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Some FBOs are charging too much for minimal services to general aviation pilots, AOPA said in a report posted online last week. “No one is watching,” said AOPA general counsel Ken Mead. "There’s a fox in the henhouse and no one is paying attention.” AOPA has complained to the FAA, citing incidents of transient pilots being charged exorbitant rates for parking or even just stopping on a ramp, and argued that some kind of free access should be allowed since airports are publicly funded. AOPA also singled out Signature Flight Support, which they said frequently buys out competitors and then raises prices. On Monday, NATA (the National Air Transportation Association, representing aviation businesses) responded with a report defending the industry practices.

“[AOPA’s] presentation to the FAA likens FBOs to public utilities and requests the agency examine oversight mechanisms in other industries as possible models,” said NATA President Martin Hiller. “That is a pure and straightforward move toward economic regulation.” FBOs already are regulated by the FAA, Hiller said. “There are existing FAA mechanisms to address situations where an FBO or airport is violating grant assurance requirements to furnish services on a 'reasonable, and not unjustly discriminatory, basis,'” Hiller said. AOPA President Mark Baker disagrees. “Essentially the FBOs are a concessionaire,” he said. “The problem is, pilots don’t have a choice of purchasing services or not. They are charged just for showing up—held hostage, if you will … This is an area where we are not going to give up.”

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The first Airbus A319neo flew for the first time, on Friday, the company has announced. The airplane took off from Hamburg, Germany, and landed in Toulouse, France, five hours later. The crew used that flight time to assess the general handling of the aircraft and check the main systems, the company said. The airplane now will be based in Toulouse to complete its flight-test program. The A320neo family of jets is the top seller in its niche, according to Airbus, with more than 5,000 orders in hand from 90+ customers. New-generation engines from Pratt & Whitney and CFM, plus large Sharklet wingtip devices, produce fuel savings of 15 to 20 percent, according to Airbus.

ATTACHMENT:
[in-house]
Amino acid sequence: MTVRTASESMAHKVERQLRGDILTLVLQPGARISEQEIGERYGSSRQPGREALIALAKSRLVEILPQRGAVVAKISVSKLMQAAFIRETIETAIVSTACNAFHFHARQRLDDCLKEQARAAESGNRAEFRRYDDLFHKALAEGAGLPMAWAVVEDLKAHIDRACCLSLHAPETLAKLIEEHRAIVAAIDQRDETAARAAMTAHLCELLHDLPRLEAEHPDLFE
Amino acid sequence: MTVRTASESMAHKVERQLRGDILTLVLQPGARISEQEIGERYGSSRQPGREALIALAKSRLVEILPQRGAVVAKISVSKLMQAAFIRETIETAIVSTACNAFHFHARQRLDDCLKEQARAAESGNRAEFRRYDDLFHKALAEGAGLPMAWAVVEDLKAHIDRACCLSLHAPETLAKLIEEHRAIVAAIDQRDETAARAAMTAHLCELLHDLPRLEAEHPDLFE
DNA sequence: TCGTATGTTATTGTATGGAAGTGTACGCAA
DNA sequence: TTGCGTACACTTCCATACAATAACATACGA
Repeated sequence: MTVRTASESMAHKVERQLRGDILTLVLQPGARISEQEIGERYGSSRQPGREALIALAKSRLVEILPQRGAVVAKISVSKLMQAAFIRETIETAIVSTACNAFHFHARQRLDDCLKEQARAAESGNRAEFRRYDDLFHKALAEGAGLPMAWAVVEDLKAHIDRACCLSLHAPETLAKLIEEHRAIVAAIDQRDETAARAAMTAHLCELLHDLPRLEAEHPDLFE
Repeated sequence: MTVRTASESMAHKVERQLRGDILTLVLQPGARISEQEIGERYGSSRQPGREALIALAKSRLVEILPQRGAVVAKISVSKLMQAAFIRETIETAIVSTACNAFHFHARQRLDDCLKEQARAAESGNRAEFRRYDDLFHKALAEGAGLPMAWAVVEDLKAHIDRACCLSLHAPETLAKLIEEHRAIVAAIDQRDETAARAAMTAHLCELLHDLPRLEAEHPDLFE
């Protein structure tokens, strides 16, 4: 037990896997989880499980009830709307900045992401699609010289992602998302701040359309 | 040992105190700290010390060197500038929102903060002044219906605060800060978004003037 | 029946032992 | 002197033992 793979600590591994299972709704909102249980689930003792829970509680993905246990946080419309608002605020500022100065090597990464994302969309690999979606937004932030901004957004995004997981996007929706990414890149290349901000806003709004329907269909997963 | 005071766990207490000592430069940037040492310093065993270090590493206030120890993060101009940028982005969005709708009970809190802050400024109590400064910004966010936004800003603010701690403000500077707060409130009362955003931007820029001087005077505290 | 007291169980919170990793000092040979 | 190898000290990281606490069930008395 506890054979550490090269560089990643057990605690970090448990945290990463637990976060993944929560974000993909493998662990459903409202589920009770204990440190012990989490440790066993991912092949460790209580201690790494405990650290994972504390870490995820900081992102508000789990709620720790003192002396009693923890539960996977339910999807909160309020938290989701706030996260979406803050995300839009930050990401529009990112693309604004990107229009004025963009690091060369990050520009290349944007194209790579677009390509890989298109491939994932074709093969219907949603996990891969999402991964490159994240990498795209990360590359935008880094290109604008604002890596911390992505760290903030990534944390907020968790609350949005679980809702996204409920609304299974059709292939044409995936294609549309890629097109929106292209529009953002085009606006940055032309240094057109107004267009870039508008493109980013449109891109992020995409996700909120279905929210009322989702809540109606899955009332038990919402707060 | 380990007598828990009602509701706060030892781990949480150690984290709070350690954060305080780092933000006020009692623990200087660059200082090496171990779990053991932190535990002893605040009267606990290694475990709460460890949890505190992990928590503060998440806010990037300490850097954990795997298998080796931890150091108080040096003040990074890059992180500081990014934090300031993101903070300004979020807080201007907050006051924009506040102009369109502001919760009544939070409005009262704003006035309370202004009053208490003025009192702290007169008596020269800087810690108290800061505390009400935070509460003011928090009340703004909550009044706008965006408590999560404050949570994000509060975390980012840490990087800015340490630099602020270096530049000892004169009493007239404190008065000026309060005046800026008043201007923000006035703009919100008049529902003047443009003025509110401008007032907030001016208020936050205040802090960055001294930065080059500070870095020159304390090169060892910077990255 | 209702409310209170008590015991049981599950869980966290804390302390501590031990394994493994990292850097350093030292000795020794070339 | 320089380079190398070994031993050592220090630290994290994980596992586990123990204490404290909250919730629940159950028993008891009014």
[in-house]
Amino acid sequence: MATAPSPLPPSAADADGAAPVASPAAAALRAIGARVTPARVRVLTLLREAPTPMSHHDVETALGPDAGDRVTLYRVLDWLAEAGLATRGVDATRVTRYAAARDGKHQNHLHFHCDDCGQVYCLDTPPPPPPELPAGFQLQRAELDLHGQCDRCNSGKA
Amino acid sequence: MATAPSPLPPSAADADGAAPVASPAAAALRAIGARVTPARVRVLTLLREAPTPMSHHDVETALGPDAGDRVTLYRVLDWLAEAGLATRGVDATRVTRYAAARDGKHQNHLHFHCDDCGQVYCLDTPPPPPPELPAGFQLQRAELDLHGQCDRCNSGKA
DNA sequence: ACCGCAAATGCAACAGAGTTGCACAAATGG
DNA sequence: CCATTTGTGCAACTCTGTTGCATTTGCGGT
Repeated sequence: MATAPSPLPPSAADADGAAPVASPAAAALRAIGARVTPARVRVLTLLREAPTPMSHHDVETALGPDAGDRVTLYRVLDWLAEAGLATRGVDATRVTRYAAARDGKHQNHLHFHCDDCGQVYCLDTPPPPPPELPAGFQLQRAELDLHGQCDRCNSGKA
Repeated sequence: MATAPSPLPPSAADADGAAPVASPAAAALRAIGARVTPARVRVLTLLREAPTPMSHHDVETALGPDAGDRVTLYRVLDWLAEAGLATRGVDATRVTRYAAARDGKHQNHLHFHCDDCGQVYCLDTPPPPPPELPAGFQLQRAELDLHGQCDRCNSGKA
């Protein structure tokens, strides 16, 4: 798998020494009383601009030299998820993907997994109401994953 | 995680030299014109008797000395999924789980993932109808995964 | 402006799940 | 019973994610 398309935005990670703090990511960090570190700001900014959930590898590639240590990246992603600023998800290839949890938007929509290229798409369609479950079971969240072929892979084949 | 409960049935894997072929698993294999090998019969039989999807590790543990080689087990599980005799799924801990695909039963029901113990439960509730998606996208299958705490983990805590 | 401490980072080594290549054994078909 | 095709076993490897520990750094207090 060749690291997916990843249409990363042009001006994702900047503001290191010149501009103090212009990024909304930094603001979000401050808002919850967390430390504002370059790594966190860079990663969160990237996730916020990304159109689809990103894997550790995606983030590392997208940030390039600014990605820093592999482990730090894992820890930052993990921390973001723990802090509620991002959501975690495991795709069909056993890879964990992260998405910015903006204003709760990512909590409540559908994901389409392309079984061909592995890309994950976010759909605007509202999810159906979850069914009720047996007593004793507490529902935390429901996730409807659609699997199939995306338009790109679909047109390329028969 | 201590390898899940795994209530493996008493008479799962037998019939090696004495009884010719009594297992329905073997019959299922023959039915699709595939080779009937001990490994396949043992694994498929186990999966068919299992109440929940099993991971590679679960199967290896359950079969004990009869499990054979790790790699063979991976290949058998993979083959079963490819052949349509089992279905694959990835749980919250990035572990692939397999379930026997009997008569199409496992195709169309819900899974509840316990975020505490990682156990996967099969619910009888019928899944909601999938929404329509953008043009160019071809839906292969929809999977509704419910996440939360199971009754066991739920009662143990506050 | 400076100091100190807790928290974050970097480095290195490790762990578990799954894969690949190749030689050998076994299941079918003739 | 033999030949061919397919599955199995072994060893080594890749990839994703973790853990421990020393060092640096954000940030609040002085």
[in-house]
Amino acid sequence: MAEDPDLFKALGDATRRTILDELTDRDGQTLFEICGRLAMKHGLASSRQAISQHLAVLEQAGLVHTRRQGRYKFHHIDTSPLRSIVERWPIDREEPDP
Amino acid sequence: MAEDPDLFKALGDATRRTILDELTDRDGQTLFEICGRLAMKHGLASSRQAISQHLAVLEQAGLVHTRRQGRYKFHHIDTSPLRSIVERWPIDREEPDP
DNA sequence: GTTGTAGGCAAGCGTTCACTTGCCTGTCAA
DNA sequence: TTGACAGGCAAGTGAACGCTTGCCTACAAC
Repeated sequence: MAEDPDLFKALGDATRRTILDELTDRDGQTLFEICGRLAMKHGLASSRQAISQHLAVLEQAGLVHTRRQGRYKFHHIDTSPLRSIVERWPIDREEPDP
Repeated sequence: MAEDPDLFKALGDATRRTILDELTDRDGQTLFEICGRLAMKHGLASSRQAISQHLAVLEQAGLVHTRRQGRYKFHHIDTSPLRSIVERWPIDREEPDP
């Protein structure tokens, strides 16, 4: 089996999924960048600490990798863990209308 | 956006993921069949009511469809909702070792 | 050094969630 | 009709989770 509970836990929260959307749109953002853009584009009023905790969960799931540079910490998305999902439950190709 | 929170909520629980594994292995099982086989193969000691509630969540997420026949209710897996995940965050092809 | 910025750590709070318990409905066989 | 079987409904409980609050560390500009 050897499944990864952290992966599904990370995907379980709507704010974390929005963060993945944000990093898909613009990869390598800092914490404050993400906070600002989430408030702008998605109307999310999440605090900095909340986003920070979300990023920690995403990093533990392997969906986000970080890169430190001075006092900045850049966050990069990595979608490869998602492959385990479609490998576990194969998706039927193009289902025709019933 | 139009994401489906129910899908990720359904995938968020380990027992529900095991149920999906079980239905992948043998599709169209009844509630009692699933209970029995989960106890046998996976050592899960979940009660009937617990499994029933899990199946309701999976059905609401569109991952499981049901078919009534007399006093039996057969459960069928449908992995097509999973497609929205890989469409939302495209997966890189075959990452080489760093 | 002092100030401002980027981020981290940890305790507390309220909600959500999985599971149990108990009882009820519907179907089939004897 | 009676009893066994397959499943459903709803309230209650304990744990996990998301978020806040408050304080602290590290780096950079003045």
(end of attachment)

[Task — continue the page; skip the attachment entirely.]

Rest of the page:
The A319neo is the smallest member of the A320neo family; it offers superior short-field performance in hot and high conditions, Airbus says. It can accommodate up to 160 passengers. It has a range of 3,750 NM and a top cruising speed of Mach 0.82.

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Americans love competition, or say that they do. A fundamental assumption of American business is that capital will find the most efficient way to reproduce itself and companies that fail deserve to fail. Plain and simple, it’s economic Darwinism. It’s a universal principle until, that is, it’s your own ox getting gored or you’re subjected to distorted competitive forces with unknown long-term outcomes.

In Tuesday’s blog on Continental’s Chinese-funded expansion in Mobile, I didn’t delve into these specific details about how AVIC’s investment could affect the competitive environment for a critical part of GA in the U.S.: aftermarket parts and services. It’s worth a look.